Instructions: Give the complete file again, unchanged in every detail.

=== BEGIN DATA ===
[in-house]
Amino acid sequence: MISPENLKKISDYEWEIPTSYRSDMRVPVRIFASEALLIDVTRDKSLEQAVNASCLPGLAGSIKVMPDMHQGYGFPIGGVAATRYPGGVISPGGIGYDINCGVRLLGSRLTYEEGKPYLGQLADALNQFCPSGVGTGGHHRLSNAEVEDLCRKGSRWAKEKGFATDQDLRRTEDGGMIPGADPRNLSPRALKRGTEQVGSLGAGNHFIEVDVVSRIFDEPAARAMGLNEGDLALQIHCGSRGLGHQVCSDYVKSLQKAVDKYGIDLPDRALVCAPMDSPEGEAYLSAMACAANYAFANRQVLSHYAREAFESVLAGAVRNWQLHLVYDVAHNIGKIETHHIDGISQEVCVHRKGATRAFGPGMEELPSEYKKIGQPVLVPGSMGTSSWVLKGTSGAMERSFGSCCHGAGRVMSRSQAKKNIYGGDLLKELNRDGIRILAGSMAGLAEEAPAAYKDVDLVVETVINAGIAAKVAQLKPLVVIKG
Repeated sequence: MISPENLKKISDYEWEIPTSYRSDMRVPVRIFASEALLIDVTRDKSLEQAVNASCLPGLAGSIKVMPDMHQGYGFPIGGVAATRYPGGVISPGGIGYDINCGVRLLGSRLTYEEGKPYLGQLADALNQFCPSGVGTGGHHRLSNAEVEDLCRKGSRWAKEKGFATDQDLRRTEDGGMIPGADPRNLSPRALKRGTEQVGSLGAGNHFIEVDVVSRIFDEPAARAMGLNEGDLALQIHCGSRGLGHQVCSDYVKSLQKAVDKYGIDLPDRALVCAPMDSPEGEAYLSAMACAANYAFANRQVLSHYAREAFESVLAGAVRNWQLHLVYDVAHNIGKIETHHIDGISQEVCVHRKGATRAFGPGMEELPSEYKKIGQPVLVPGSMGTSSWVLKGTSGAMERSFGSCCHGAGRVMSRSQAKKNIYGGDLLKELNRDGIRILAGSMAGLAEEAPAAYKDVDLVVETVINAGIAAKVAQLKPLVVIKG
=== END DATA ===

[in-house]
Amino acid sequence: MISPENLKKISDYEWEIPTSYRSDMRVPVRIFASEALLIDVTRDKSLEQAVNASCLPGLAGSIKVMPDMHQGYGFPIGGVAATRYPGGVISPGGIGYDINCGVRLLGSRLTYEEGKPYLGQLADALNQFCPSGVGTGGHHRLSNAEVEDLCRKGSRWAKEKGFATDQDLRRTEDGGMIPGADPRNLSPRALKRGTEQVGSLGAGNHFIEVDVVSRIFDEPAARAMGLNEGDLALQIHCGSRGLGHQVCSDYVKSLQKAVDKYGIDLPDRALVCAPMDSPEGEAYLSAMACAANYAFANRQVLSHYAREAFESVLAGAVRNWQLHLVYDVAHNIGKIETHHIDGISQEVCVHRKGATRAFGPGMEELPSEYKKIGQPVLVPGSMGTSSWVLKGTSGAMERSFGSCCHGAGRVMSRSQAKKNIYGGDLLKELNRDGIRILAGSMAGLAEEAPAAYKDVDLVVETVINAGIAAKVAQLKPLVVIKG
Repeated sequence: MISPENLKKISDYEWEIPTSYRSDMRVPVRIFASEALLIDVTRDKSLEQAVNASCLPGLAGSIKVMPDMHQGYGFPIGGVAATRYPGGVISPGGIGYDINCGVRLLGSRLTYEEGKPYLGQLADALNQFCPSGVGTGGHHRLSNAEVEDLCRKGSRWAKEKGFATDQDLRRTEDGGMIPGADPRNLSPRALKRGTEQVGSLGAGNHFIEVDVVSRIFDEPAARAMGLNEGDLALQIHCGSRGLGHQVCSDYVKSLQKAVDKYGIDLPDRALVCAPMDSPEGEAYLSAMACAANYAFANRQVLSHYAREAFESVLAGAVRNWQLHLVYDVAHNIGKIETHHIDGISQEVCVHRKGATRAFGPGMEELPSEYKKIGQPVLVPGSMGTSSWVLKGTSGAMERSFGSCCHGAGRVMSRSQAKKNIYGGDLLKELNRDGIRILAGSMAGLAEEAPAAYKDVDLVVETVINAGIAAKVAQLKPLVVIKG